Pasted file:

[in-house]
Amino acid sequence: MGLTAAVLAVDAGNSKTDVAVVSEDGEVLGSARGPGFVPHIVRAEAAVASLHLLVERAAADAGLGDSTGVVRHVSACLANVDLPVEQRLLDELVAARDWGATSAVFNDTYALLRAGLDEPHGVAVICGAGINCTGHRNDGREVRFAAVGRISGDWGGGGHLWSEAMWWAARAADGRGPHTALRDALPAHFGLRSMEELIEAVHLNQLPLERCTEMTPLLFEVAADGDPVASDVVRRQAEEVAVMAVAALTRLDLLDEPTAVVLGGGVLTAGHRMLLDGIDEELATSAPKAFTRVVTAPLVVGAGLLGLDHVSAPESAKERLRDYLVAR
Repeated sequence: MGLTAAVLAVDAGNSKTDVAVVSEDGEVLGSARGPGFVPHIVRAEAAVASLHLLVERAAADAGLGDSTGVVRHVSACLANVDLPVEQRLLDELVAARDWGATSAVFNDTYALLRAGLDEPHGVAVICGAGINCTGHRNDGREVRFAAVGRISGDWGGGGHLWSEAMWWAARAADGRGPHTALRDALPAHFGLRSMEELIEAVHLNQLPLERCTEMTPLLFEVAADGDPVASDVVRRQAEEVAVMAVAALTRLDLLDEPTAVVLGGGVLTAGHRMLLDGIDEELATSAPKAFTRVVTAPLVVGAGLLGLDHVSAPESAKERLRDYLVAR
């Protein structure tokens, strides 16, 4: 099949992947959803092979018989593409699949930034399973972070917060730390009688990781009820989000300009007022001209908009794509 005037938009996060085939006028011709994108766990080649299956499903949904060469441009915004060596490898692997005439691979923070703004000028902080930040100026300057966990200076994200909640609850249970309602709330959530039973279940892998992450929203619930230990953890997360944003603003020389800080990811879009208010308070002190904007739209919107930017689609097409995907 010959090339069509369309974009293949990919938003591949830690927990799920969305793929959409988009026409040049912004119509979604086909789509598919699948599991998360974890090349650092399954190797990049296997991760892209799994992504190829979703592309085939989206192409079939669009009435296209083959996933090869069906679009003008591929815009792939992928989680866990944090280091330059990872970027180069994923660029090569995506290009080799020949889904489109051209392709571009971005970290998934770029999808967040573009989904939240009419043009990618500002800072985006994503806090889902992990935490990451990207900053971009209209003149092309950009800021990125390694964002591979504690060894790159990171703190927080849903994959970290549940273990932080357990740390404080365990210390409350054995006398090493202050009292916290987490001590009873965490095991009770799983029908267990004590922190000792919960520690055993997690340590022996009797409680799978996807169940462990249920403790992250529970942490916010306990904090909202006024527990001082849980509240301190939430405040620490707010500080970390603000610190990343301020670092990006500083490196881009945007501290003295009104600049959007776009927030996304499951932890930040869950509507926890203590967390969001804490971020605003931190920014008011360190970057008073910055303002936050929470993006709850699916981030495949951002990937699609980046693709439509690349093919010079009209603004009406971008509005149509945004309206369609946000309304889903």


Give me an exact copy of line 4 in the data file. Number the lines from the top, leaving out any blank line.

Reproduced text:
């Protein structure tokens, strides 16, 4: 099949992947959803092979018989593409699949930034399973972070917060730390009688990781009820989000300009007022001209908009794509 005037938009996060085939006028011709994108766990080649299956499903949904060469441009915004060596490898692997005439691979923070703004000028902080930040100026300057966990200076994200909640609850249970309602709330959530039973279940892998992450929203619930230990953890997360944003603003020389800080990811879009208010308070002190904007739209919107930017689609097409995907 010959090339069509369309974009293949990919938003591949830690927990799920969305793929959409988009026409040049912004119509979604086909789509598919699948599991998360974890090349650092399954190797990049296997991760892209799994992504190829979703592309085939989206192409079939669009009435296209083959996933090869069906679009003008591929815009792939992928989680866990944090280091330059990872970027180069994923660029090569995506290009080799020949889904489109051209392709571009971005970290998934770029999808967040573009989904939240009419043009990618500002800072985006994503806090889902992990935490990451990207900053971009209209003149092309950009800021990125390694964002591979504690060894790159990171703190927080849903994959970290549940273990932080357990740390404080365990210390409350054995006398090493202050009292916290987490001590009873965490095991009770799983029908267990004590922190000792919960520690055993997690340590022996009797409680799978996807169940462990249920403790992250529970942490916010306990904090909202006024527990001082849980509240301190939430405040620490707010500080970390603000610190990343301020670092990006500083490196881009945007501290003295009104600049959007776009927030996304499951932890930040869950509507926890203590967390969001804490971020605003931190920014008011360190970057008073910055303002936050929470993006709850699916981030495949951002990937699609980046693709439509690349093919010079009209603004009406971008509005149509945004309206369609946000309304889903």